Table 1. Levels of eicosapentaenoic acid (EPA) and/or docosahexaenoic acid (DHA) in commercially available oils derived from marine microalgae cultures 1.
Table 1. Levels of eicosapentaenoic acid (EPA) and/or docosahexaenoic acid (DHA) in commercially available oils derived from marine microalgae cultures 1.
Company and commercial product designation% EPA or DHA 2Microbial sources availableComments
Aurora Algae A2 EPA Pure™65% EPA (regular) 95% EPA (pharma)UndisclosedPhototrophic, open-pond
Qualitas Health EicoOil™25%–30% EPANannochloropsis oculata HibberdPhototrophic, open-pond
Algae Biosciences AlgaeBio Omega-3 Origins™20% EPA; 20% DHAUndisclosedOil blend from two marine strains
DSM-NP life’s DHA™40%–45% DHACrypthecodinium cohnii Javornicky Heterotrophic fermentation
DSM-NP life’s DHA plus EPA™10% EPA; 22.5% DHASchizochytrium sp. Goldstein and Belsky
Lonza DHAid™35%–40% DHAUlkenia sp. GaertnerHeterotrophic fermentation
Source-Omega Source Oil™35%–40% DHASchizochytrium sp. Goldstein and BelskyHeterotrophic fermentation
GCI Nutrients DHA Algae 35% Oil35% DHACrypthecodinium cohnii JavornickyHeterotrophic fermentation
1 Information obtained from the respective commercial web sites; 2 % EPA or % DHA (m/m) of commercial oil.
LC-PUFA biosynthesis from C18 fatty acids, LA and α-linolenic acid (ALA), by the elongase-desaturase pathway is common in microalgae [5]. These usual n-6 and n-3 pathways involve a desaturation step by Δ6 desaturase, an elongation step and a further desaturation by Δ5 desaturase, yielding AA and EPA (Figure 2). As reviewed by Khozin-Goldberg et al. [6], in some species, alternative pathways exist for the biosynthesis of AA and EPA, involving elongation of the C18 precursors, followed by Δ8 and Δ5 desaturation. In microalgae, DHA is obtained through EPA elongation into docosapentaenoic acid (DPA) and subsequent desaturation by Δ4 desaturase, or through the anaerobic polyketide synthase (PKS) pathway, as it has been suggested for thraustochytrids [56] and has been inferred in silico for the coccolithophore Emiliania huxleyi Hay and Mohler [4], which are known for their potential to accumulate important amounts of PUFA [57,58]. These pathways are different from the metabolic synthesis of DHA found in animals, known to occur through the Sprecher’s shunt [59].
Figure 2. Biosynthetic pathways of the long chain polyunsaturated fatty acids (LC-PUFA) in marine microalgae (except for the polyketide synthase-dependent pathway that is purported to occur in thraustochytrids and coccolithophores). LC-PUFA are painted blue. The desaturases and elongases catalyzing a given step are given in red and orange, respectively. FAS, fatty acid synthase. Unlike mammals, microalgae seldom accumulate high levels of arachidonic acid (AA), as the n-3/∆17 desaturase present in the endoplasmic reticulum of these cells converts it to eicosapentaenoic acid (EPA) [5,48,51,60].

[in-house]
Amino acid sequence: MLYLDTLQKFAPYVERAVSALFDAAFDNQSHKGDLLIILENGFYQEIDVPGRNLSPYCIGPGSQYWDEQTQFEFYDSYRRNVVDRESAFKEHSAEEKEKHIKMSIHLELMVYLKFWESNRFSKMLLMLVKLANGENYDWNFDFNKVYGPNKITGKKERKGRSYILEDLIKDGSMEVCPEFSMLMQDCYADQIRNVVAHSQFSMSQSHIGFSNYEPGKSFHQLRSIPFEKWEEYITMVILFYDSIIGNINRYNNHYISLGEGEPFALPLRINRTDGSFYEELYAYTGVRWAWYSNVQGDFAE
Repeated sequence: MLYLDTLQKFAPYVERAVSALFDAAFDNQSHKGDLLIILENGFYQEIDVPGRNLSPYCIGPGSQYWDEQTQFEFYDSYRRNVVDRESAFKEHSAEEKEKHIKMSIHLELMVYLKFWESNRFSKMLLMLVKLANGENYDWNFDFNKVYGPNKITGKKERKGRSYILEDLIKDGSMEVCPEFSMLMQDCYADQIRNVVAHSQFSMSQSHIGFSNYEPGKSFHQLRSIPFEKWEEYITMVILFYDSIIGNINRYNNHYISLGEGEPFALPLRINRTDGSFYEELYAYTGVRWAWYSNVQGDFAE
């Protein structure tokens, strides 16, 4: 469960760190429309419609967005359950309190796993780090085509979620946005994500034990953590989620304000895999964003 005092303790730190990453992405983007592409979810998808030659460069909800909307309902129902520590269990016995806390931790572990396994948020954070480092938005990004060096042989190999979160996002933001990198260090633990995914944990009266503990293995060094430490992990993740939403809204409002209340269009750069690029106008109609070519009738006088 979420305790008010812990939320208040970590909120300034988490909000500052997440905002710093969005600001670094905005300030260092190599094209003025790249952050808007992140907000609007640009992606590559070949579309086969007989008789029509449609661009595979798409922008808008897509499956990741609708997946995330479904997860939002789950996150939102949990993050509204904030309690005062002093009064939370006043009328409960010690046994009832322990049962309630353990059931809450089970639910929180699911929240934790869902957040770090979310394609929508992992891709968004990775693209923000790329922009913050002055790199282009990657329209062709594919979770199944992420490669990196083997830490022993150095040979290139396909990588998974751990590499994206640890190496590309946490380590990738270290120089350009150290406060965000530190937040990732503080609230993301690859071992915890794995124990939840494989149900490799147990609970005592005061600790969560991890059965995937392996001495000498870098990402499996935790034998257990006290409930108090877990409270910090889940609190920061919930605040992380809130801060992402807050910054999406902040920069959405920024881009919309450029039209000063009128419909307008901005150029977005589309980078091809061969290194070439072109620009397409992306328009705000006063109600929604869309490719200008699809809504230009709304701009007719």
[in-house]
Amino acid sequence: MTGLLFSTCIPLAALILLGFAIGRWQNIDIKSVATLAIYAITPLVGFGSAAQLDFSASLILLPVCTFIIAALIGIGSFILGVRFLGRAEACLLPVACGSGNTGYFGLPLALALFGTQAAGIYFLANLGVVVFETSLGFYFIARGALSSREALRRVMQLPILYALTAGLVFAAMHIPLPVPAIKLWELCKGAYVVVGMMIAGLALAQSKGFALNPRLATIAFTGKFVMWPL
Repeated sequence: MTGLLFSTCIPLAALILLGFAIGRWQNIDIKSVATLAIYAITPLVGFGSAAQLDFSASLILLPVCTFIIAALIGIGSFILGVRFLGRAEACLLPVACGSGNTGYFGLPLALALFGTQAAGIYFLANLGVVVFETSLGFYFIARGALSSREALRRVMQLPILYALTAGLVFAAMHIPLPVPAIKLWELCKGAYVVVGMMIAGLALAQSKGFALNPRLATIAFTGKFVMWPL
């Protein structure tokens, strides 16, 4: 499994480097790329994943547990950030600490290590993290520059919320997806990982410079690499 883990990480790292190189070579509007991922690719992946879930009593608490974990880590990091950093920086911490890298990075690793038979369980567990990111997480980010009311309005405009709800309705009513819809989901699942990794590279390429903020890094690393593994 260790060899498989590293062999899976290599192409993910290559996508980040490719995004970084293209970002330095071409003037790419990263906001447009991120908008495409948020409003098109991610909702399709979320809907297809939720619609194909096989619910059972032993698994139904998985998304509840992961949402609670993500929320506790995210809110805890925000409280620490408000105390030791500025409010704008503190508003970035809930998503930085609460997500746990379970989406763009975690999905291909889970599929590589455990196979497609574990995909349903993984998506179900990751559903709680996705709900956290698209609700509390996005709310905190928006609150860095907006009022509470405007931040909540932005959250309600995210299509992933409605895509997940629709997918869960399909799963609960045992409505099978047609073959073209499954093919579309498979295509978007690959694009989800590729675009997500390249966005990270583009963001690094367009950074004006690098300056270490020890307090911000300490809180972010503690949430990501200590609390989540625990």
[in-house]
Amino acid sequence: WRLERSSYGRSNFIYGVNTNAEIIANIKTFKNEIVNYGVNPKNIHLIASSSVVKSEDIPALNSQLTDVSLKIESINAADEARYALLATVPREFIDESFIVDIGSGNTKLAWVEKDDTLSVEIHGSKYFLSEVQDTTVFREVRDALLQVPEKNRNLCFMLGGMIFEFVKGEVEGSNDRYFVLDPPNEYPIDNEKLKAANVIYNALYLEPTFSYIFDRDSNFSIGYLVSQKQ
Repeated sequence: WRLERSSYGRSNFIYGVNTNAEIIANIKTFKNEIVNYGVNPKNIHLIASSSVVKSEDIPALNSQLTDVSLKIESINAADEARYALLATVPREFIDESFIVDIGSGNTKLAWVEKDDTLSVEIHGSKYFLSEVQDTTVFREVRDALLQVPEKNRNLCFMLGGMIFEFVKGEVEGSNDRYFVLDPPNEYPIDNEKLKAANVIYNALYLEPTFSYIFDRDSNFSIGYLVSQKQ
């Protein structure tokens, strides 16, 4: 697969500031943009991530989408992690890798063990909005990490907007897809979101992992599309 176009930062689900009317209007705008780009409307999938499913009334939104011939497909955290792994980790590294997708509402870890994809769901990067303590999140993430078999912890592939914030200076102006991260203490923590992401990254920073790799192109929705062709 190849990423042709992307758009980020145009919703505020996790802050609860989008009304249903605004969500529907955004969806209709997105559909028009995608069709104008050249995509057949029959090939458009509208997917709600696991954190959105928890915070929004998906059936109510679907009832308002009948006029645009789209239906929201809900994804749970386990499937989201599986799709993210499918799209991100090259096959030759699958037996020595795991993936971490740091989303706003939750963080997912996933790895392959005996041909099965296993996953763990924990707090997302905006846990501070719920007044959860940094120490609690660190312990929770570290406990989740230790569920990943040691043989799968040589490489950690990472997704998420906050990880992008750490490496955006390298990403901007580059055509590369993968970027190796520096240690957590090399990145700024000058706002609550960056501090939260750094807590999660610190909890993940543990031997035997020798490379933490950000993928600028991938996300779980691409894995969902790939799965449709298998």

Figure 2. Biosynthetic pathways of the long chain polyunsaturated fatty acids (LC-PUFA) in marine microalgae (except for the polyketide synthase-dependent pathway that is purported to occur in thraustochytrids and coccolithophores). LC-PUFA are painted blue. The desaturases and elongases catalyzing a given step are given in red and orange, respectively. FAS, fatty acid synthase. Unlike mammals, microalgae seldom accumulate high levels of arachidonic acid (AA), as the n-3/∆17 desaturase present in the endoplasmic reticulum of these cells converts it to eicosapentaenoic acid (EPA) [5,48,51,60].
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Under stressful environmental conditions (e.g., nutrient deficiency, photo-oxidative stress) and in aging algal cells, microalgae tend to stop growth and accumulate neutral lipids, particularly TAGs, which deposit into lipid bodies and are thought to serve as carbon and energy storages for usage under starvation [51,53]. Microalgae species considered oleaginous contain at least 20% lipid of their biomass, and levels can range up to 70% with TAGs accounting for over 90% of the total lipid [53,61]. However, TAGs are usually high in saturated and monounsaturated fatty acids (MUFA) [62], hence, partitioning of LC-PUFA into TAGs is seldom found. EPA, for example, does not generally accumulate significantly in neutral lipid except in some obligate phototrophic microalgae [44]. Usually, LC-PUFA in microalgae are esterified into membrane phospholipids [53], while it is generally thought that esterification into TAGs would provide a more suitable dietary source for the human diet. However, some species may show significant amounts of LC-PUFA esterified into TAG, like DHA in Thraustochytrium aureum Goldstein [63], and AA and EPA in the red alga Porphyridium cruentum Nägeli [64]. Culture conditions, strains used and growth phase are important determinants of LC-PUFA production and partition into TAGs. Tonon et al. [65] described the influence of growth stages on EPA and DHA deposition in TAG extracts in several species. They found a higher percentage of EPA in TAGs of Nannochloropsis oculata Hibberd, and of both EPA and DHA in TAGs of Thalassiosira pseudonana Hasle and Heimdal and Pavlova lutheri Green during the stationary phase. In order to increase microalgae usage for commercial production of LC-PUFA-rich oils, research efforts are directed to the screening and selection of oleaginous microalgal species with the capacity to store LC-PUFA in TAGs, which would allow for more cost-effective production of oil and could also facilitate lipid extraction.

5.1. Photoautotrophic Microalgae